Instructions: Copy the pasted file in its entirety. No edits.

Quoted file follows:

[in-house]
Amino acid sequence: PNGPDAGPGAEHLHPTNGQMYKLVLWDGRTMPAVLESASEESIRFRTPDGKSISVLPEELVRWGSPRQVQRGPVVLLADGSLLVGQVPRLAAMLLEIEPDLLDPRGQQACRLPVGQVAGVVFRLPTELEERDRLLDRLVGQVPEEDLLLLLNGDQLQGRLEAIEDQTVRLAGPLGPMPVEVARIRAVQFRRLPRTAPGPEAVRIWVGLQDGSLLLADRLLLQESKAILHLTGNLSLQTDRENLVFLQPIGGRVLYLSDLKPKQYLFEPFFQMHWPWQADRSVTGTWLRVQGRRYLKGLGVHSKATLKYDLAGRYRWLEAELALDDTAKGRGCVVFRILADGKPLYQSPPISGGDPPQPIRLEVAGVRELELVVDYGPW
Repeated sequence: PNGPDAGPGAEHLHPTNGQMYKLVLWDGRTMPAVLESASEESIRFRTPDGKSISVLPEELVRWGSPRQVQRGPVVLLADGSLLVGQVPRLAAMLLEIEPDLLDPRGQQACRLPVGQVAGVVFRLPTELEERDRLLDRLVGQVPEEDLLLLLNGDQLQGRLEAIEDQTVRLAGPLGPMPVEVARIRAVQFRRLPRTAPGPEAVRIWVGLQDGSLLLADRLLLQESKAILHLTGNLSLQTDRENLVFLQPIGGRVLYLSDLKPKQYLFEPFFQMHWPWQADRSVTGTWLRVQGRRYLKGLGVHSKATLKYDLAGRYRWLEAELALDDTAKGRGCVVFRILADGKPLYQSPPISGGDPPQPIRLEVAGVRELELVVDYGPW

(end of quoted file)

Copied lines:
[in-house]
Amino acid sequence: PNGPDAGPGAEHLHPTNGQMYKLVLWDGRTMPAVLESASEESIRFRTPDGKSISVLPEELVRWGSPRQVQRGPVVLLADGSLLVGQVPRLAAMLLEIEPDLLDPRGQQACRLPVGQVAGVVFRLPTELEERDRLLDRLVGQVPEEDLLLLLNGDQLQGRLEAIEDQTVRLAGPLGPMPVEVARIRAVQFRRLPRTAPGPEAVRIWVGLQDGSLLLADRLLLQESKAILHLTGNLSLQTDRENLVFLQPIGGRVLYLSDLKPKQYLFEPFFQMHWPWQADRSVTGTWLRVQGRRYLKGLGVHSKATLKYDLAGRYRWLEAELALDDTAKGRGCVVFRILADGKPLYQSPPISGGDPPQPIRLEVAGVRELELVVDYGPW
Repeated sequence: PNGPDAGPGAEHLHPTNGQMYKLVLWDGRTMPAVLESASEESIRFRTPDGKSISVLPEELVRWGSPRQVQRGPVVLLADGSLLVGQVPRLAAMLLEIEPDLLDPRGQQACRLPVGQVAGVVFRLPTELEERDRLLDRLVGQVPEEDLLLLLNGDQLQGRLEAIEDQTVRLAGPLGPMPVEVARIRAVQFRRLPRTAPGPEAVRIWVGLQDGSLLLADRLLLQESKAILHLTGNLSLQTDRENLVFLQPIGGRVLYLSDLKPKQYLFEPFFQMHWPWQADRSVTGTWLRVQGRRYLKGLGVHSKATLKYDLAGRYRWLEAELALDDTAKGRGCVVFRILADGKPLYQSPPISGGDPPQPIRLEVAGVRELELVVDYGPW